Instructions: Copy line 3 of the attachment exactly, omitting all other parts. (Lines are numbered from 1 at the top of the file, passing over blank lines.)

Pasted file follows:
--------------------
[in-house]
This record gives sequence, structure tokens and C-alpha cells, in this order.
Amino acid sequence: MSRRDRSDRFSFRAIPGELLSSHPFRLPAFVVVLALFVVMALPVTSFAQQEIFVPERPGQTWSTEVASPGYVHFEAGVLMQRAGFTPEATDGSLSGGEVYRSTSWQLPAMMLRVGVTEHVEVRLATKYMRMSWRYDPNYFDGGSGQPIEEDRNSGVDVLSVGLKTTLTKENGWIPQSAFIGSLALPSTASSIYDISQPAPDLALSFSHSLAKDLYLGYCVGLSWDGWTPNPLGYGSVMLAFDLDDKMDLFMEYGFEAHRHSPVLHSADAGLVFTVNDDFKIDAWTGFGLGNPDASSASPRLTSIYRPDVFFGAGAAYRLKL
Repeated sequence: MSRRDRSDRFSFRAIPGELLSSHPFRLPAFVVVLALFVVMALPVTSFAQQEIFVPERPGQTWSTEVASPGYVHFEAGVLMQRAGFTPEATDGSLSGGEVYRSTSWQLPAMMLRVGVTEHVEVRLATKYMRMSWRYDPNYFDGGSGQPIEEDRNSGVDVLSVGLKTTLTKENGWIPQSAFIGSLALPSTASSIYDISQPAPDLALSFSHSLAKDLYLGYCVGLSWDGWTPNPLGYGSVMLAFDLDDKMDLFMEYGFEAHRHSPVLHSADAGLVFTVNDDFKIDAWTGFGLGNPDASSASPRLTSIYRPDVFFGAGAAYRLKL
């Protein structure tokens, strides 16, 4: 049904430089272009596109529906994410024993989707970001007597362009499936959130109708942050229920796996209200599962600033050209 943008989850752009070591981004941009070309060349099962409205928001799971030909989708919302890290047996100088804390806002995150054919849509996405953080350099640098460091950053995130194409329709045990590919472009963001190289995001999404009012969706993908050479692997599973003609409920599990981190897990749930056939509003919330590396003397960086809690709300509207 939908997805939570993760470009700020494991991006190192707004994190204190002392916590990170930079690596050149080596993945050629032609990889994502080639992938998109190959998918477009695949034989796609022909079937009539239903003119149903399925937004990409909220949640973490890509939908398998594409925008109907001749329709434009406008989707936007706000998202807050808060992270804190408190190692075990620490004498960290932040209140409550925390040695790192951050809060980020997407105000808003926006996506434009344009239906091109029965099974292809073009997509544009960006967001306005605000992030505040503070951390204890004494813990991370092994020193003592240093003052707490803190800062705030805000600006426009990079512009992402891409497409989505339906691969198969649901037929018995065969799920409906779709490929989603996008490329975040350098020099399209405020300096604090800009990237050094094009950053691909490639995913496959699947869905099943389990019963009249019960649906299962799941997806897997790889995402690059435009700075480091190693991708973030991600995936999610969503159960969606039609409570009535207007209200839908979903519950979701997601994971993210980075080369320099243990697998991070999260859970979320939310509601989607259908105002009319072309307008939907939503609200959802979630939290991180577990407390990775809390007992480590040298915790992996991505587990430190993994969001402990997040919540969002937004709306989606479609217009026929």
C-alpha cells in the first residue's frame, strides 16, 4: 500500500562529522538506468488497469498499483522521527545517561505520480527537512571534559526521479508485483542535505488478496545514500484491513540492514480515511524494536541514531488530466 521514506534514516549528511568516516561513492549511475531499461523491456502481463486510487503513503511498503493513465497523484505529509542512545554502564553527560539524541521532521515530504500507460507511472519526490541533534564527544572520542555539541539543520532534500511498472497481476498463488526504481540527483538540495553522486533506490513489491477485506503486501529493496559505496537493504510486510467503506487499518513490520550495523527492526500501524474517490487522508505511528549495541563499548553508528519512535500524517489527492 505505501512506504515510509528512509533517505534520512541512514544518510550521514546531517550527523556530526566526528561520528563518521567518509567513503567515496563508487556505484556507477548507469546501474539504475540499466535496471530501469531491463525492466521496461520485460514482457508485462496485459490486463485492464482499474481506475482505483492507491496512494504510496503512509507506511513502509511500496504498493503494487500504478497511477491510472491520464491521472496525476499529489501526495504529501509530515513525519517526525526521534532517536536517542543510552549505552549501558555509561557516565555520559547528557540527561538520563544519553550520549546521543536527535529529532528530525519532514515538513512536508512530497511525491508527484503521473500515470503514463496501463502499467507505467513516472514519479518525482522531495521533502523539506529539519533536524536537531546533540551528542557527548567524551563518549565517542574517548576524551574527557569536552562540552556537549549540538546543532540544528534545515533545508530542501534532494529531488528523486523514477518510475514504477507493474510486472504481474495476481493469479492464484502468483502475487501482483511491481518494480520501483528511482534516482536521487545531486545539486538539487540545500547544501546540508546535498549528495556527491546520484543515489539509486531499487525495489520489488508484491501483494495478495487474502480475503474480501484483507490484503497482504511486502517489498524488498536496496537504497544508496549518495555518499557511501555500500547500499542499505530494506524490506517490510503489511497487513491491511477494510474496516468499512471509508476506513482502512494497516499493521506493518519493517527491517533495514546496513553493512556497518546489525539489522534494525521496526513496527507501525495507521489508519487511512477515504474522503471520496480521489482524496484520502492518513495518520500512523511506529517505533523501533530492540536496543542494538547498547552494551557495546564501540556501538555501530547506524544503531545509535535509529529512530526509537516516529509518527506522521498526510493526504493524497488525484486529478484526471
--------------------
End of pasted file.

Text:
Amino acid sequence: MSRRDRSDRFSFRAIPGELLSSHPFRLPAFVVVLALFVVMALPVTSFAQQEIFVPERPGQTWSTEVASPGYVHFEAGVLMQRAGFTPEATDGSLSGGEVYRSTSWQLPAMMLRVGVTEHVEVRLATKYMRMSWRYDPNYFDGGSGQPIEEDRNSGVDVLSVGLKTTLTKENGWIPQSAFIGSLALPSTASSIYDISQPAPDLALSFSHSLAKDLYLGYCVGLSWDGWTPNPLGYGSVMLAFDLDDKMDLFMEYGFEAHRHSPVLHSADAGLVFTVNDDFKIDAWTGFGLGNPDASSASPRLTSIYRPDVFFGAGAAYRLKL